• Following your argument and looking down the road I can already see your future post arguing to legalize cocaine or ‘pick a drug’ “I see no reason why it should not be legalized. Tobacco, alcohol and marijuana are legalized, regulated and taxed…” Hypocritical or not, adding to a wrong does not make it a right. The common thought was once that tobacco caused no harm to the body either, that is until it became widely popular, used daily by millions and actual long term effects were monitored and accessed. Then they began to make the correlations between a myriad of diseases and the use of tobacco. The fact is, there have been no definitive long term studies performed on the health effects of marijuana. The simple fact you are filling your lungs with smoke rather than the air intended certainly cannot be providing your lungs any benefits. There was also a time when a number of other products once widely used in the world like lead, DDT, mercury etc were thought to have no ill effects on human health, and guess what? That thought was wrong.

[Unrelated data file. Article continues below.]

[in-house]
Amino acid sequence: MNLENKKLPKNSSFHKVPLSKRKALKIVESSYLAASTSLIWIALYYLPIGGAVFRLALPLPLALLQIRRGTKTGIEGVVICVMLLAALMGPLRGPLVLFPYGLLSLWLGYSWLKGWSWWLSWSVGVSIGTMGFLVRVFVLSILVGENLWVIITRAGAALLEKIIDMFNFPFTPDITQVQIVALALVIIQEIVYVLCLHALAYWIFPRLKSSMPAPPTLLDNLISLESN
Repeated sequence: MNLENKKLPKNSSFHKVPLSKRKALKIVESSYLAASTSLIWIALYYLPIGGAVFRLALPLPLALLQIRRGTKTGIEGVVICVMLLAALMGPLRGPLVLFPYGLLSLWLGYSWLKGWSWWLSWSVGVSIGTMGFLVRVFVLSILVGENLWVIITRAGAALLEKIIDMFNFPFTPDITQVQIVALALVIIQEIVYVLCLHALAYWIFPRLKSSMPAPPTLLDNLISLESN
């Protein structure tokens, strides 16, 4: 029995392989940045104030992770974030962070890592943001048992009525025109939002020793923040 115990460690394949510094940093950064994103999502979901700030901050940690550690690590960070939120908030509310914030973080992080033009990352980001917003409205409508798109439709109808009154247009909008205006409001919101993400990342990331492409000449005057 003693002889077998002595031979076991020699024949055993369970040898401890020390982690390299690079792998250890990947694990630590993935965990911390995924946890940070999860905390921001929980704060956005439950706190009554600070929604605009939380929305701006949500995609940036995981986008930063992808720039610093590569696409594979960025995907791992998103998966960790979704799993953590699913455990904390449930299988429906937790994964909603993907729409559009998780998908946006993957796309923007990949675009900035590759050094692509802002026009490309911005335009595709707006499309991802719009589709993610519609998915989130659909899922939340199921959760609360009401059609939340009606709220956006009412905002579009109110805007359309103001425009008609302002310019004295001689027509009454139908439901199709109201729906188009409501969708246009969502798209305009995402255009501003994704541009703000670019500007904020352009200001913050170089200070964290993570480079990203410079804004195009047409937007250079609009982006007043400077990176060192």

• Yes, there is a slippery slope: first pot, then unrefined coca and poppy products, mushrooms, etc. That said, we have decades of evidence from prohibition strategies that show that these strategies don’t work well. At the core of it, the state cannot stop 100% of individuals from doing what they want to do. Individuals are different than industries: your DDT, mercury examples are therefore not the same – the industries were making their own profits at the expense of the environment and citizens who were not involved in those benefits.

            Drugs are different. At the individual level, it is a harm one does to oneself. I realize there are potential other ‘victims’: the children of addicts, society who bears the burden of providing services to non-productive addicts, etc. But, for the most part use/addiction has consequences that are personal.

            Add to this that criminalization of drugs has put the power and profits in the hands of, well, criminals. Gangs, organized crime, etc have all led to gunfights on our streets and ridiculous costs associated with enforcement of prohibitions.